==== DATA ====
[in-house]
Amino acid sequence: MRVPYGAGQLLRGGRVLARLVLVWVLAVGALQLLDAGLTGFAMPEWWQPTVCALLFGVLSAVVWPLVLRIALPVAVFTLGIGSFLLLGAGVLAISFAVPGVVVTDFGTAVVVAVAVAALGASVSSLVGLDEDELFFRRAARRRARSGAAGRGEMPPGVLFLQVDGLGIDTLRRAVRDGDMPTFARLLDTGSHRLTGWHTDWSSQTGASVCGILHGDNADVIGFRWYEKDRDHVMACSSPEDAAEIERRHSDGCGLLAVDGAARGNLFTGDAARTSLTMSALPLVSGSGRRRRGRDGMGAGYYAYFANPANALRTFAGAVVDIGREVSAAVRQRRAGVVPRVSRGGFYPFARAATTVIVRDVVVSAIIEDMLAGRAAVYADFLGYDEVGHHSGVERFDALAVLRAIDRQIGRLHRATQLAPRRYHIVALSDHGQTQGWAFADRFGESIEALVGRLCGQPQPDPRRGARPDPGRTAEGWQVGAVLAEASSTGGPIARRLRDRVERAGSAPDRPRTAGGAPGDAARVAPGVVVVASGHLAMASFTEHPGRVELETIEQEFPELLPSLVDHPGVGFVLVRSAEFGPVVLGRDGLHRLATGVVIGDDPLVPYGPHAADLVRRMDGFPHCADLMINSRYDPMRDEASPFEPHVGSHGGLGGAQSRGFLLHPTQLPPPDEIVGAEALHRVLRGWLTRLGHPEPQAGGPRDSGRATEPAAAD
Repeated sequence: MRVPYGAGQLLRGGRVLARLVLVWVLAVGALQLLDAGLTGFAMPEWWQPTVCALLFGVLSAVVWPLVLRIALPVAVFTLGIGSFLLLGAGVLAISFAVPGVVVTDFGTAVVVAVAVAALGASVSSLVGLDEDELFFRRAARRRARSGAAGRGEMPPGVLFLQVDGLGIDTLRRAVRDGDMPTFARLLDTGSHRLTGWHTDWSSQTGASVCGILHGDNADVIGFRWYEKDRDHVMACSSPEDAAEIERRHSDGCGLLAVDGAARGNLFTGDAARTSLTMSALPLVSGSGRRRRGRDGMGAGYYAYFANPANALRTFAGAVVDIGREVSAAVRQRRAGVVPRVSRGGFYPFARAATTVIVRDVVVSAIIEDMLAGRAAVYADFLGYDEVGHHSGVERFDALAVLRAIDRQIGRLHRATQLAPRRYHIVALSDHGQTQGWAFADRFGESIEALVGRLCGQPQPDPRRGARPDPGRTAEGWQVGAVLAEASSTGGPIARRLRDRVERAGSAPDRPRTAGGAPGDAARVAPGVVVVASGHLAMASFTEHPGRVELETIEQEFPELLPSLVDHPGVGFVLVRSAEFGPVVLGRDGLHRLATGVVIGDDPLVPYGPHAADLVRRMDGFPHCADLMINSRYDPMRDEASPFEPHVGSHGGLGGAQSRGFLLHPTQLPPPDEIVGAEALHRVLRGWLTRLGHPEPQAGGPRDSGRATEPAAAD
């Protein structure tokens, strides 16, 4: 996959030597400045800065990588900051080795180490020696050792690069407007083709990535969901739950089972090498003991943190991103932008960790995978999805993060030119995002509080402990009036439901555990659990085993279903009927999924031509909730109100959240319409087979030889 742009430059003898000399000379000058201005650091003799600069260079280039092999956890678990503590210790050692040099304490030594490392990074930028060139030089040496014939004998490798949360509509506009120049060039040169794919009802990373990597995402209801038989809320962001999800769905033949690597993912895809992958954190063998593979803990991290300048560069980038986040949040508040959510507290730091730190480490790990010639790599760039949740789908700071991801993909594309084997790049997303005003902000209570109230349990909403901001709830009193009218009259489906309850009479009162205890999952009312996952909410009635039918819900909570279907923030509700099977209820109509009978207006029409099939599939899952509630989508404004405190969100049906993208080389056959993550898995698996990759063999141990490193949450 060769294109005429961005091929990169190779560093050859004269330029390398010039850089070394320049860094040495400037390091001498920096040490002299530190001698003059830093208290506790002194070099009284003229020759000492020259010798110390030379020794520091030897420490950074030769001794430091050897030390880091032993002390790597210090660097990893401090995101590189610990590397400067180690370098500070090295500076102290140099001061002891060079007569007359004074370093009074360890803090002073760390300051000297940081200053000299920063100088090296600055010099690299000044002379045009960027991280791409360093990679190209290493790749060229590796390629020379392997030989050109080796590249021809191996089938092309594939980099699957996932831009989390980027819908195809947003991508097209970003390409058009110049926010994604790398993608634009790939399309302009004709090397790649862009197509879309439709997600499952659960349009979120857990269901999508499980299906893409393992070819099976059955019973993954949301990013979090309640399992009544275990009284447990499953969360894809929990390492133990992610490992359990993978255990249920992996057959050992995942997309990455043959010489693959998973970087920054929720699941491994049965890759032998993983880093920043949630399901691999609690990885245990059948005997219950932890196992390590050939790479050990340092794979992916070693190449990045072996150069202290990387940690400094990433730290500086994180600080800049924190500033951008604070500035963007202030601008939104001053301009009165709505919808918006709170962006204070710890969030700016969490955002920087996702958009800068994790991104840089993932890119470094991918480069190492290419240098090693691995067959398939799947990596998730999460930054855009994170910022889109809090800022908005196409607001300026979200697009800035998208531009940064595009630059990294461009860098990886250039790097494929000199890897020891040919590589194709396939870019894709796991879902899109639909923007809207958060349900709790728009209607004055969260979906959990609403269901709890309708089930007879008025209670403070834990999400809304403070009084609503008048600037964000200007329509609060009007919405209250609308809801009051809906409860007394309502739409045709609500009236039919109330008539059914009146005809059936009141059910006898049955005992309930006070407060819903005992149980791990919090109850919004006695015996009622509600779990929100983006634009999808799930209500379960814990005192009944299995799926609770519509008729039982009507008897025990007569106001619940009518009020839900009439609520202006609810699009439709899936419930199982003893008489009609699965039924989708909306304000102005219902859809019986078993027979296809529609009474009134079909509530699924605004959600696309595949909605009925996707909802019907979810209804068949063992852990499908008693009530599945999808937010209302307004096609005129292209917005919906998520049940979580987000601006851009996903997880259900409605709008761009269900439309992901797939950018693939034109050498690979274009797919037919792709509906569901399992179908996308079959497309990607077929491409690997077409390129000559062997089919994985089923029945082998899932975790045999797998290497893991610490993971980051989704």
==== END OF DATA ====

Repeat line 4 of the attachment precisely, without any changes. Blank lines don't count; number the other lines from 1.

């Protein structure tokens, strides 16, 4: 996959030597400045800065990588900051080795180490020696050792690069407007083709990535969901739950089972090498003991943190991103932008960790995978999805993060030119995002509080402990009036439901555990659990085993279903009927999924031509909730109100959240319409087979030889 742009430059003898000399000379000058201005650091003799600069260079280039092999956890678990503590210790050692040099304490030594490392990074930028060139030089040496014939004998490798949360509509506009120049060039040169794919009802990373990597995402209801038989809320962001999800769905033949690597993912895809992958954190063998593979803990991290300048560069980038986040949040508040959510507290730091730190480490790990010639790599760039949740789908700071991801993909594309084997790049997303005003902000209570109230349990909403901001709830009193009218009259489906309850009479009162205890999952009312996952909410009635039918819900909570279907923030509700099977209820109509009978207006029409099939599939899952509630989508404004405190969100049906993208080389056959993550898995698996990759063999141990490193949450 060769294109005429961005091929990169190779560093050859004269330029390398010039850089070394320049860094040495400037390091001498920096040490002299530190001698003059830093208290506790002194070099009284003229020759000492020259010798110390030379020794520091030897420490950074030769001794430091050897030390880091032993002390790597210090660097990893401090995101590189610990590397400067180690370098500070090295500076102290140099001061002891060079007569007359004074370093009074360890803090002073760390300051000297940081200053000299920063100088090296600055010099690299000044002379045009960027991280791409360093990679190209290493790749060229590796390629020379392997030989050109080796590249021809191996089938092309594939980099699957996932831009989390980027819908195809947003991508097209970003390409058009110049926010994604790398993608634009790939399309302009004709090397790649862009197509879309439709997600499952659960349009979120857990269901999508499980299906893409393992070819099976059955019973993954949301990013979090309640399992009544275990009284447990499953969360894809929990390492133990992610490992359990993978255990249920992996057959050992995942997309990455043959010489693959998973970087920054929720699941491994049965890759032998993983880093920043949630399901691999609690990885245990059948005997219950932890196992390590050939790479050990340092794979992916070693190449990045072996150069202290990387940690400094990433730290500086994180600080800049924190500033951008604070500035963007202030601008939104001053301009009165709505919808918006709170962006204070710890969030700016969490955002920087996702958009800068994790991104840089993932890119470094991918480069190492290419240098090693691995067959398939799947990596998730999460930054855009994170910022889109809090800022908005196409607001300026979200697009800035998208531009940064595009630059990294461009860098990886250039790097494929000199890897020891040919590589194709396939870019894709796991879902899109639909923007809207958060349900709790728009209607004055969260979906959990609403269901709890309708089930007879008025209670403070834990999400809304403070009084609503008048600037964000200007329509609060009007919405209250609308809801009051809906409860007394309502739409045709609500009236039919109330008539059914009146005809059936009141059910006898049955005992309930006070407060819903005992149980791990919090109850919004006695015996009622509600779990929100983006634009999808799930209500379960814990005192009944299995799926609770519509008729039982009507008897025990007569106001619940009518009020839900009439609520202006609810699009439709899936419930199982003893008489009609699965039924989708909306304000102005219902859809019986078993027979296809529609009474009134079909509530699924605004959600696309595949909605009925996707909802019907979810209804068949063992852990499908008693009530599945999808937010209302307004096609005129292209917005919906998520049940979580987000601006851009996903997880259900409605709008761009269900439309992901797939950018693939034109050498690979274009797919037919792709509906569901399992179908996308079959497309990607077929491409690997077409390129000559062997089919994985089923029945082998899932975790045999797998290497893991610490993971980051989704």